The people of Fairview Heights had three main questions about the planned recreation center, says Mayor Mark Kupsky — where’s it going to be, how much is it going to cost and can we afford it?
The mayor says city leaders have answered those questions and are ready to proceed with the estimated $17 million project planned for land at Bunkum Road just north of Interstate 64.
Even if residents or visitors don’t go to the center, they’ll effectively pay for its construction if they dine out in Fairview Heights. The city’s 1 percent food and beverage tax, which brings in about $1.5 million annually, will fund payments on the construction over 30 years. Roughly $1 million in annual operating costs will be covered by membership fees, according to the mayor.
Membership costs aren’t finalized yet, though an independent feasibility study suggested monthly fees of $65 for families, $40 for adults, $20 for youth under 18 years old and $25 for seniors to compete with nearby gyms. Day and yearly passes will also be available.
Construction is expected to begin in late October with a completion goal of early 2019.
With revenue streaming in from more than 75 restaurants and eight hotels, the city’s tax is a reliable source of funding, the mayor says.
Fairview Heights has used funds from the tax in recent years to pay for a new police station and storm-water and sewer improvements. When those bonds are paid off next year, the funding will be available for payments on the recreation center construction.
Though there are 37 fitness centers within a 15-minute drive of the planned center, the city is capable of supporting the 56,000-square-foot recreation center, according to an independent feasibility study from Florida-based Sports Facility Advisory. The city paid $41,000 for the study.
The McKendree MetroRecPlex in O’Fallon, the study maintains, is far enough away that it won’t affect attendance at the Fairview Heights center.
The city’s population is expected to increase up to 3 percent per year until at least 2021, according to the study, though the center will have to offer unique amenities in order to attract customers to draw in larger populations from surrounding areas. Fairview Heights has a population of 16,686, according to 2016 estimates from the U.S. Census Bureau.
The city purchased the 31 acres of land for the complex from Grant School District 110 for $650,000. The city hired EWR Architects of Fairview Heights to provide design and engineering services for $1 million. Swansea-based Holland Construction Services was selected as the construction manager of the project.
The center will include workout equipment, a gymnasium, aquatic center, indoor climbing wall, indoor track and free community space in the center’s lobby, plus outdoor facilities. A party room, soccer field, plus the aquatic center’s four-lane pool, water slide, splash pad, lazy river and vortex are aimed at attracting crowds from the region, as well as visitors, hotel customers and folks in town for sports tournaments.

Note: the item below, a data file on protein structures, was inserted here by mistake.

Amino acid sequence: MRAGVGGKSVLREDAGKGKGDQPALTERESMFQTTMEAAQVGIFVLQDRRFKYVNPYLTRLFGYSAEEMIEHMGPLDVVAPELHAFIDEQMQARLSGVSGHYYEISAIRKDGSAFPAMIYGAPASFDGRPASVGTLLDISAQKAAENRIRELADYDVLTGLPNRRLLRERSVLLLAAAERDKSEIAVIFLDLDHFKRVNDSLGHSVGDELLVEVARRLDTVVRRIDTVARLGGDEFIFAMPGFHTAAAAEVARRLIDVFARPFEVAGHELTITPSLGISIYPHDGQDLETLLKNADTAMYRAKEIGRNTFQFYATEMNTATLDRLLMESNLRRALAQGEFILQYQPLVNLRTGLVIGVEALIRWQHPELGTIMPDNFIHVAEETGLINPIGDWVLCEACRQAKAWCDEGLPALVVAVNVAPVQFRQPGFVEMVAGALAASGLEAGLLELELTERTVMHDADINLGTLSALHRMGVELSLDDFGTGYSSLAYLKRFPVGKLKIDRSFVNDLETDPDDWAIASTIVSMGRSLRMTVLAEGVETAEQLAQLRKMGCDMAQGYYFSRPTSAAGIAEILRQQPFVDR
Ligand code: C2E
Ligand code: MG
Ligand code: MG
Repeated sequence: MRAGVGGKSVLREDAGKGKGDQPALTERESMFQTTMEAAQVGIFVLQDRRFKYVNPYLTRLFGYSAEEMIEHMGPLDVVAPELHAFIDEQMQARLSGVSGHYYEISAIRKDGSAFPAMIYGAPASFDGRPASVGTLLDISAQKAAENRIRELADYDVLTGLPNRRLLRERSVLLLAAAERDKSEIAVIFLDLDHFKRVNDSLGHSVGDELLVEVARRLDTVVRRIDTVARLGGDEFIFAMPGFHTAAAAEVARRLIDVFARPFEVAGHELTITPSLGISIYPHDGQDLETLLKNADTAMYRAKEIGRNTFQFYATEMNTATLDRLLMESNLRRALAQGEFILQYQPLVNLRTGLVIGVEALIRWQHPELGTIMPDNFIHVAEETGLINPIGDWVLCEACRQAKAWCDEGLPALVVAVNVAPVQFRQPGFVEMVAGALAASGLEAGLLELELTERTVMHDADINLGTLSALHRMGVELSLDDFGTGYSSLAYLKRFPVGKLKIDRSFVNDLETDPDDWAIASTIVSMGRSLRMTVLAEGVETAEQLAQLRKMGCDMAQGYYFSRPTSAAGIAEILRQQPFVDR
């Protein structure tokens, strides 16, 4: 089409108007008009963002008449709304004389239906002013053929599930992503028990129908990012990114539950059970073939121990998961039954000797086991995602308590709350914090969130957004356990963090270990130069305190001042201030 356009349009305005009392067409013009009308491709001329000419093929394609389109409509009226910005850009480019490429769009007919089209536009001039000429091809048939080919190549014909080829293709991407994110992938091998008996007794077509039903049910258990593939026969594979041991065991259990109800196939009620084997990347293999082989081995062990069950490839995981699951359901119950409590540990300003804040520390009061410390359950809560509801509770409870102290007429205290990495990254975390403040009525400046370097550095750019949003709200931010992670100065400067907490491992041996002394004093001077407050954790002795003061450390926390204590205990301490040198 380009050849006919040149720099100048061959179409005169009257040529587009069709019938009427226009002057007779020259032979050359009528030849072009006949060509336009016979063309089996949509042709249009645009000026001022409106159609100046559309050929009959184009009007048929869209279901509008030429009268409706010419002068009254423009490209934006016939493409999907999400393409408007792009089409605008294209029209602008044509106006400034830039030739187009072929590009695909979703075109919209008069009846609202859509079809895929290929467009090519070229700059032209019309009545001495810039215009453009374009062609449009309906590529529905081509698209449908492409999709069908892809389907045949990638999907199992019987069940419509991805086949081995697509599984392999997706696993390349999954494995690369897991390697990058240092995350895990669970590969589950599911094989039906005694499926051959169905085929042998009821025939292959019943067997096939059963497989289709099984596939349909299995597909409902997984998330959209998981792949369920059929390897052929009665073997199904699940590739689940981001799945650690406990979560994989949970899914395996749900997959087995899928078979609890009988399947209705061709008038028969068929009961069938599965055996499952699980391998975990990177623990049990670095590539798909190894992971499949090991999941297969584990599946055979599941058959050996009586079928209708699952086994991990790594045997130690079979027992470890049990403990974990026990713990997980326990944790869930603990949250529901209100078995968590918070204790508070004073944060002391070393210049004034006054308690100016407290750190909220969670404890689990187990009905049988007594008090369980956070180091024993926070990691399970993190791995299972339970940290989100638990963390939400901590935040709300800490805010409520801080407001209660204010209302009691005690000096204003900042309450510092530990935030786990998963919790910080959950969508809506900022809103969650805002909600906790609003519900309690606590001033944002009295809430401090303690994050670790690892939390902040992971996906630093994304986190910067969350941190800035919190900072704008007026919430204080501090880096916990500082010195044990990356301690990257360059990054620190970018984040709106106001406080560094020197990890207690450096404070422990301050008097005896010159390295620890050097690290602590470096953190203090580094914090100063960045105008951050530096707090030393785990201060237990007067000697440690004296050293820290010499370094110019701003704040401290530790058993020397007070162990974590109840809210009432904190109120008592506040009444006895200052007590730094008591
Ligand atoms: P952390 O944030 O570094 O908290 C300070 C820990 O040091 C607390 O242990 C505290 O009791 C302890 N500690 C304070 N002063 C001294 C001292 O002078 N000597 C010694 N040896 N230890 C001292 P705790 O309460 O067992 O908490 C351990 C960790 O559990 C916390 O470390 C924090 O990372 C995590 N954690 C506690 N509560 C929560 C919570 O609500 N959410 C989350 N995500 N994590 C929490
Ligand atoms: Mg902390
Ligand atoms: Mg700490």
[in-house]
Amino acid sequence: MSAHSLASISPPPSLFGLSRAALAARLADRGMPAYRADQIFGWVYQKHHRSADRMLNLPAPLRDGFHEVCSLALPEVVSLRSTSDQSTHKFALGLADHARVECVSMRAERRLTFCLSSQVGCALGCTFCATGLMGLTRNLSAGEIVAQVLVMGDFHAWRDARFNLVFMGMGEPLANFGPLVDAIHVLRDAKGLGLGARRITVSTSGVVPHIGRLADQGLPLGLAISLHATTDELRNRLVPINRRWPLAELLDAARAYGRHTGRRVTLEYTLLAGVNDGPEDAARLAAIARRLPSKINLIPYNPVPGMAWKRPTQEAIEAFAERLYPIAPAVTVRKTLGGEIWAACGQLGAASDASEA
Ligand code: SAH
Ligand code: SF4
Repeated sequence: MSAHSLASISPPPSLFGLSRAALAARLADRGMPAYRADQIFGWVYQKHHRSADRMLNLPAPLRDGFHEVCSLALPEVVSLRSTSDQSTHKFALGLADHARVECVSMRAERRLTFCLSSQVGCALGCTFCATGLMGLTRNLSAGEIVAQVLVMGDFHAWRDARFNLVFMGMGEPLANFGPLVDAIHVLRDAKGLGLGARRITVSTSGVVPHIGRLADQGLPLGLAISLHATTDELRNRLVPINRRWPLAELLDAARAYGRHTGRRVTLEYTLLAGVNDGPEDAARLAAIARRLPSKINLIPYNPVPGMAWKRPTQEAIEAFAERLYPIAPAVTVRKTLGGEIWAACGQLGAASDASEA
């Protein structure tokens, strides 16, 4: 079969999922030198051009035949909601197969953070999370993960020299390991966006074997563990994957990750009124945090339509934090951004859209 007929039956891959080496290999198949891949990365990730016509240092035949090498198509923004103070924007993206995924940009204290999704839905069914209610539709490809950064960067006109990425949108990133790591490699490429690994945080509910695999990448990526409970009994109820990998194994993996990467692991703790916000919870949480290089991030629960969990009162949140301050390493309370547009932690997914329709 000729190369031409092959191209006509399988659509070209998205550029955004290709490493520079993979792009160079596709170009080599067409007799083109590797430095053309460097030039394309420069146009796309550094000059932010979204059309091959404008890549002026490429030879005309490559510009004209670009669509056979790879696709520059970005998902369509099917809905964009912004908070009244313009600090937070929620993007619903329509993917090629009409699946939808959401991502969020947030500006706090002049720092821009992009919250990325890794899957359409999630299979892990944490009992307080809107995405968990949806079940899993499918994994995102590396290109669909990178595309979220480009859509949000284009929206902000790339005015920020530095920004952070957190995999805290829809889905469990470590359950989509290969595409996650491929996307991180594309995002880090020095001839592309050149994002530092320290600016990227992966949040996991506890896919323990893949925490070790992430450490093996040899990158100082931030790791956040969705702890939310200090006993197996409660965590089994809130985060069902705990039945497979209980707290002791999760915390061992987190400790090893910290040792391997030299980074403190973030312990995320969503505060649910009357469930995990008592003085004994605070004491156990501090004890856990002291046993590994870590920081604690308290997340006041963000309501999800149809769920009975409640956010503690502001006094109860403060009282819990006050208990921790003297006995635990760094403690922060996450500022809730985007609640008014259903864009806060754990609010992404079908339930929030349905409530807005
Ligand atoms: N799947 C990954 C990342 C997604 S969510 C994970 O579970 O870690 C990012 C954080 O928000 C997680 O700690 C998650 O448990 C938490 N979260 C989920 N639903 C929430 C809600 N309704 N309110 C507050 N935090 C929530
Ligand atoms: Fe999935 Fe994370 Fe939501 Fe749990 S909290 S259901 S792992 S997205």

Membership fees will have to stay affordable to attract lower-income residents who live farther away from the complex, according to the study. Residents within a 10-minute drive of the site earn between $25,000 and $50,000 annually, while most residents just 20 minutes away earn less than $25,000 on average.
The mayor, who was elected in 2015, says building the center has long been a vision of his since he started in public service in Fairview Heights 25 years ago. Residents don’t go to St. Clair Square mall to socialize like they used to, he said, and now the community needs a new place to gather.
“Unlike other communities, we don’t have a downtown, we don’t have a town square. When I moved to Fairview Heights in 1972, the mall was just getting ready to open, and that’s where people went,” Kupsky said. “So, we wanted to create a place where people could go, gather and spend time.”
Fairview Heights resident Carianne Rochford says she plans to join the rec center once it opens.
“There are options for the community but they’re more limited either by gender, age, physical ability,” Rochford said, adding that she believes the rec center will be “an inclusive place.”
What you need to know about the future Fairview Heights recreation center:
When will it open?
Construction is expected to begin in late October and completed in early 2019.
Who will be able to use the recreation center?
Anyone will be able to use the center, though there will be different rates depending on age and residency. Day passes will be available, as well as monthly and yearly memberships.
How much will memberships cost?
Membership costs aren’t finalized yet, though an independent feasibility study suggested monthly fees of $65 for families, $40 for adults, $20 for youth and $25 for seniors to compete with area gyms.
How will the city pay for the recreation center?
The city’s 1 percent food and beverage tax, which brings in about $1.5 million annually, will fund payments on the construction over 30 years. Roughly $1 million in annual operating costs will be covered by membership fees.
What will the center have to offer?
The center will include workout equipment, a gymnasium, aquatic center, climbing wall, indoor track, free community space, a party room, soccer field, plus the aquatic center’s four-lane pool, water slide, splash pad, lazy river and vortex. Outside, there will be a soccer field, a track and a dog park.
Fairview Height food and beverage tax
Fairview Heights Mayor Mark Kupsky says the city’s food and beverage tax is a reliable source of revenue to make annual payments on the planned recreation complex. Here’s a table of revenue from the tax since 2011. Revenue has increased every year until 2016, when it decreased 15 percent.
Food and beverage tax revenue
Source: City of Fairview Heights